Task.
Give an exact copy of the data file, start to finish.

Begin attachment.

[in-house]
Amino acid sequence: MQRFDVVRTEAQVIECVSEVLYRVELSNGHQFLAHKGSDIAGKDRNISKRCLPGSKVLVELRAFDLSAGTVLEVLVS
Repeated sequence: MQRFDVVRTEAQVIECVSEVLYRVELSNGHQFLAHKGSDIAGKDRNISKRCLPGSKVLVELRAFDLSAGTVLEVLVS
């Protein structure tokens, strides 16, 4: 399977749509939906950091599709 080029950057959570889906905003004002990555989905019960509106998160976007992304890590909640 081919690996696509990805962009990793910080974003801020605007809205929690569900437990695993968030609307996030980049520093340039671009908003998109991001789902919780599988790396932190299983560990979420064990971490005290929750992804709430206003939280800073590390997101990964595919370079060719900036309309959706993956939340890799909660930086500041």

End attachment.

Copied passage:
[in-house]
Amino acid sequence: MQRFDVVRTEAQVIECVSEVLYRVELSNGHQFLAHKGSDIAGKDRNISKRCLPGSKVLVELRAFDLSAGTVLEVLVS
Repeated sequence: MQRFDVVRTEAQVIECVSEVLYRVELSNGHQFLAHKGSDIAGKDRNISKRCLPGSKVLVELRAFDLSAGTVLEVLVS
């Protein structure tokens, strides 16, 4: 399977749509939906950091599709 080029950057959570889906905003004002990555989905019960509106998160976007992304890590909640 081919690996696509990805962009990793910080974003801020605007809205929690569900437990695993968030609307996030980049520093340039671009908003998109991001789902919780599988790396932190299983560990979420064990971490005290929750992804709430206003939280800073590390997101990964595919370079060719900036309309959706993956939340890799909660930086500041």